• C23COATING METALLIC MATERIAL; COATING MATERIAL WITH METALLIC MATERIAL; CHEMICAL SURFACE TREATMENT; DIFFUSION TREATMENT OF METALLIC MATERIAL; COATING BY VACUUM EVAPORATION, BY SPUTTERING, BY ION IMPLANTATION OR BY CHEMICAL VAPOUR DEPOSITION, IN GENERAL; INHIBITING CORROSION OF METALLIC MATERIAL OR INCRUSTATION IN GENERAL
    • C23CCOATING METALLIC MATERIAL; COATING MATERIAL WITH METALLIC MATERIAL; SURFACE TREATMENT OF METALLIC MATERIAL BY DIFFUSION INTO THE SURFACE, BY CHEMICAL CONVERSION OR SUBSTITUTION; COATING BY VACUUM EVAPORATION, BY SPUTTERING, BY ION IMPLANTATION OR BY CHEMICAL VAPOUR DEPOSITION, IN GENERAL
    • C23C16/00Chemical coating by decomposition of gaseous compounds, without leaving reaction products of surface material in the coating, i.e. chemical vapour deposition [CVD] processes
    • C23C16/44Chemical coating by decomposition of gaseous compounds, without leaving reaction products of surface material in the coating, i.e. chemical vapour deposition [CVD] processes characterised by the method of coating
    • C23C16/46Chemical coating by decomposition of gaseous compounds, without leaving reaction products of surface material in the coating, i.e. chemical vapour deposition [CVD] processes characterised by the method of coating characterised by the method used for heating the substrate
    • YGENERAL TAGGING OF NEW TECHNOLOGICAL DEVELOPMENTS; GENERAL TAGGING OF CROSS-SECTIONAL TECHNOLOGIES SPANNING OVER SEVERAL SECTIONS OF THE IPC; TECHNICAL SUBJECTS COVERED BY FORMER USPC CROSS-REFERENCE ART COLLECTIONS [XRACs] AND DIGESTS
    • Y10TECHNICAL SUBJECTS COVERED BY FORMER USPC
    • Y10TTECHNICAL SUBJECTS COVERED BY FORMER US CLASSIFICATION
    • Y10T428/00Stock material or miscellaneous articles
    • Y10T428/21Circular sheet or circular blank
    • Y10T428/213Frictional
    • YGENERAL TAGGING OF NEW TECHNOLOGICAL DEVELOPMENTS; GENERAL TAGGING OF CROSS-SECTIONAL TECHNOLOGIES SPANNING OVER SEVERAL SECTIONS OF THE IPC; TECHNICAL SUBJECTS COVERED BY FORMER USPC CROSS-REFERENCE ART COLLECTIONS [XRACs] AND DIGESTS
    • Y10TECHNICAL SUBJECTS COVERED BY FORMER USPC
    • Y10TTECHNICAL SUBJECTS COVERED BY FORMER US CLASSIFICATION
    • Y10T428/00Stock material or miscellaneous articles
    • Y10T428/24Structurally defined web or sheet [e.g., overall dimension, etc.]
    • Y10T428/24273Structurally defined web or sheet [e.g., overall dimension, etc.] including aperture
    • Y10T428/24322Composite web or sheet
    • YGENERAL TAGGING OF NEW TECHNOLOGICAL DEVELOPMENTS; GENERAL TAGGING OF CROSS-SECTIONAL TECHNOLOGIES SPANNING OVER SEVERAL SECTIONS OF THE IPC; TECHNICAL SUBJECTS COVERED BY FORMER USPC CROSS-REFERENCE ART COLLECTIONS [XRACs] AND DIGESTS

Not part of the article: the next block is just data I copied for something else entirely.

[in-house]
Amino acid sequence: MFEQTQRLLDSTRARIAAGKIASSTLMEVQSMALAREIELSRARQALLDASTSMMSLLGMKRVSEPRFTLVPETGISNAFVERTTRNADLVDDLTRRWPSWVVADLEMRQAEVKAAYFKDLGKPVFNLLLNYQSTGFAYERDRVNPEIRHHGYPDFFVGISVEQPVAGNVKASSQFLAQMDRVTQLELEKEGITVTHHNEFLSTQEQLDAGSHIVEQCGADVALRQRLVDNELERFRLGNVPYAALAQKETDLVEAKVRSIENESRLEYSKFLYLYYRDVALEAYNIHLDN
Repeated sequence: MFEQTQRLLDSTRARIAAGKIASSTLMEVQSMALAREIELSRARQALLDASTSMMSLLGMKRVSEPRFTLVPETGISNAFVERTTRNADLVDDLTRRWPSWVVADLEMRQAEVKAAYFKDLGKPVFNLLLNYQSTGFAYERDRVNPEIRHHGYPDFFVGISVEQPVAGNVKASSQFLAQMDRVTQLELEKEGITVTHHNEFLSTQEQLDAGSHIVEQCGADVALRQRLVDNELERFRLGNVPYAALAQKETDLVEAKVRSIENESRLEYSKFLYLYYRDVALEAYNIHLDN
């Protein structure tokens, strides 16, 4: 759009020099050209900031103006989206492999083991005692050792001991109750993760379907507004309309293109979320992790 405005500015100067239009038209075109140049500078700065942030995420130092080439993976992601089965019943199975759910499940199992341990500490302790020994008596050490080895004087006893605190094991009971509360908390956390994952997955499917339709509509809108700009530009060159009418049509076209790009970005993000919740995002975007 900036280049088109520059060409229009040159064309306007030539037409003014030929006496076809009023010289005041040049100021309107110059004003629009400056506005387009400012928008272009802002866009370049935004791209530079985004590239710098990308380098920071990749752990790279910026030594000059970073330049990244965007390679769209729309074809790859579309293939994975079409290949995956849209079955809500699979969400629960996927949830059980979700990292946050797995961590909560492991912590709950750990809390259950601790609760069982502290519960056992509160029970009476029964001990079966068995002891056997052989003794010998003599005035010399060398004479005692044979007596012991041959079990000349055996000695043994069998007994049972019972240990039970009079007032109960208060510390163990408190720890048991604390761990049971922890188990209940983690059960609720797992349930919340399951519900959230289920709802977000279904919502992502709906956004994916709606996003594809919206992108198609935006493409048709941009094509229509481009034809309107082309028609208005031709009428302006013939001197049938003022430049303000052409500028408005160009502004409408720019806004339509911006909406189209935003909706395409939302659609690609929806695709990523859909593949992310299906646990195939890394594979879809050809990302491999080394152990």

• Y10TECHNICAL SUBJECTS COVERED BY FORMER USPC
    • Y10TTECHNICAL SUBJECTS COVERED BY FORMER US CLASSIFICATION
    • Y10T428/00Stock material or miscellaneous articles
    • Y10T428/249921Web or sheet containing structurally defined element or component
    • Y10T428/249924Noninterengaged fiber-containing paper-free web or sheet which is not of specified porosity
    • Y10T428/249928Fiber embedded in a ceramic, glass, or carbon matrix
    • YGENERAL TAGGING OF NEW TECHNOLOGICAL DEVELOPMENTS; GENERAL TAGGING OF CROSS-SECTIONAL TECHNOLOGIES SPANNING OVER SEVERAL SECTIONS OF THE IPC; TECHNICAL SUBJECTS COVERED BY FORMER USPC CROSS-REFERENCE ART COLLECTIONS [XRACs] AND DIGESTS
    • Y10TECHNICAL SUBJECTS COVERED BY FORMER USPC
    • Y10TTECHNICAL SUBJECTS COVERED BY FORMER US CLASSIFICATION
    • Y10T428/00Stock material or miscellaneous articles
    • Y10T428/249921Web or sheet containing structurally defined element or component
    • Y10T428/249924Noninterengaged fiber-containing paper-free web or sheet which is not of specified porosity
    • Y10T428/249928Fiber embedded in a ceramic, glass, or carbon matrix
    • Y10T428/249931Free metal or alloy fiber
    • YGENERAL TAGGING OF NEW TECHNOLOGICAL DEVELOPMENTS; GENERAL TAGGING OF CROSS-SECTIONAL TECHNOLOGIES SPANNING OVER SEVERAL SECTIONS OF THE IPC; TECHNICAL SUBJECTS COVERED BY FORMER USPC CROSS-REFERENCE ART COLLECTIONS [XRACs] AND DIGESTS
    • Y10TECHNICAL SUBJECTS COVERED BY FORMER USPC
    • Y10TTECHNICAL SUBJECTS COVERED BY FORMER US CLASSIFICATION
    • Y10T428/00Stock material or miscellaneous articles
    • Y10T428/249921Web or sheet containing structurally defined element or component
    • Y10T428/249953Composite having voids in a component [e.g., porous, cellular, etc.]
    • Y10T428/249986Void-containing component contains also a solid fiber or solid particle
    • YGENERAL TAGGING OF NEW TECHNOLOGICAL DEVELOPMENTS; GENERAL TAGGING OF CROSS-SECTIONAL TECHNOLOGIES SPANNING OVER SEVERAL SECTIONS OF THE IPC; TECHNICAL SUBJECTS COVERED BY FORMER USPC CROSS-REFERENCE ART COLLECTIONS [XRACs] AND DIGESTS
    • Y10TECHNICAL SUBJECTS COVERED BY FORMER USPC
    • Y10TTECHNICAL SUBJECTS COVERED BY FORMER US CLASSIFICATION
    • Y10T428/00Stock material or miscellaneous articles